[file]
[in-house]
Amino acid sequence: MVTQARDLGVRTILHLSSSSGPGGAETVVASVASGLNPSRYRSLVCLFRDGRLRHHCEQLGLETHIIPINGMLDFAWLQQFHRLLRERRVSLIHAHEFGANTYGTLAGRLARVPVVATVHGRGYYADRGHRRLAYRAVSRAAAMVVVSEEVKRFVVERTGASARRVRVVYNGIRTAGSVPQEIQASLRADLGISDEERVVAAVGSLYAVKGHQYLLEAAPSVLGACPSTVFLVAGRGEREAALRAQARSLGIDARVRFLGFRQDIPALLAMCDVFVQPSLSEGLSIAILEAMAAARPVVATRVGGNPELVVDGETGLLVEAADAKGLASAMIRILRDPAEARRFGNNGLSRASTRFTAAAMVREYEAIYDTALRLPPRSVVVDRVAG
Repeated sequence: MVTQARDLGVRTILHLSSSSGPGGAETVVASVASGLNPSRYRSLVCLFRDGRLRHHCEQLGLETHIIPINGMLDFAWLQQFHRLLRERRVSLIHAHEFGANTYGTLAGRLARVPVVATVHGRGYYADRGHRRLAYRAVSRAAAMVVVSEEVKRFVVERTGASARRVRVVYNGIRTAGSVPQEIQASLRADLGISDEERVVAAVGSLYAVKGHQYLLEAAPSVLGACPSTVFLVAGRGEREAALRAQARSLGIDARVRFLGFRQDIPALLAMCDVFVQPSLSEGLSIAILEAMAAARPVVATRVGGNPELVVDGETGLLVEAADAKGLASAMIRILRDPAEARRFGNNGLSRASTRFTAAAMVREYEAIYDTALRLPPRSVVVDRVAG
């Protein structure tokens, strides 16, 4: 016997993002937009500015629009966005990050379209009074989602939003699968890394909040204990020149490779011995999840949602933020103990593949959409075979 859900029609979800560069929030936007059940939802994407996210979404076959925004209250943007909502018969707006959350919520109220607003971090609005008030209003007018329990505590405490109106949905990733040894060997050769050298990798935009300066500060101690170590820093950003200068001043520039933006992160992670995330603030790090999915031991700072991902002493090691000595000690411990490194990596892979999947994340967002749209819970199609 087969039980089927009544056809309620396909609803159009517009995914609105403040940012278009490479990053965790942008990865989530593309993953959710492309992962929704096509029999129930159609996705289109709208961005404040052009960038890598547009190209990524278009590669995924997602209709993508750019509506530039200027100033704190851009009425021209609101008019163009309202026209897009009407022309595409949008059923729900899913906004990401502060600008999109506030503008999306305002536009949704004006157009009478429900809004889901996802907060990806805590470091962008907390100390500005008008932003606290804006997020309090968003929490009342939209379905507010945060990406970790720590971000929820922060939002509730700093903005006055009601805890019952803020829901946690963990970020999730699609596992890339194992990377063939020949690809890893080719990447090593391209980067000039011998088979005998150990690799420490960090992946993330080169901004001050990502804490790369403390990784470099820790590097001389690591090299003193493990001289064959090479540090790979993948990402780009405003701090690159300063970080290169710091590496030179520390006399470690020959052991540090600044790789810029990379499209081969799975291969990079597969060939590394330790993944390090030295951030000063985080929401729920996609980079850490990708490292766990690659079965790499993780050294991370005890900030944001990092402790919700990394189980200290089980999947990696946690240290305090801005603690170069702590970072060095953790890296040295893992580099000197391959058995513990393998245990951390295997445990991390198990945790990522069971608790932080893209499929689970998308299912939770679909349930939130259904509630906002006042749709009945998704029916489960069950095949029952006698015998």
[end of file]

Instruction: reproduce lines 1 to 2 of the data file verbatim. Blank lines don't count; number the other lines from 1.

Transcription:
[in-house]
Amino acid sequence: MVTQARDLGVRTILHLSSSSGPGGAETVVASVASGLNPSRYRSLVCLFRDGRLRHHCEQLGLETHIIPINGMLDFAWLQQFHRLLRERRVSLIHAHEFGANTYGTLAGRLARVPVVATVHGRGYYADRGHRRLAYRAVSRAAAMVVVSEEVKRFVVERTGASARRVRVVYNGIRTAGSVPQEIQASLRADLGISDEERVVAAVGSLYAVKGHQYLLEAAPSVLGACPSTVFLVAGRGEREAALRAQARSLGIDARVRFLGFRQDIPALLAMCDVFVQPSLSEGLSIAILEAMAAARPVVATRVGGNPELVVDGETGLLVEAADAKGLASAMIRILRDPAEARRFGNNGLSRASTRFTAAAMVREYEAIYDTALRLPPRSVVVDRVAG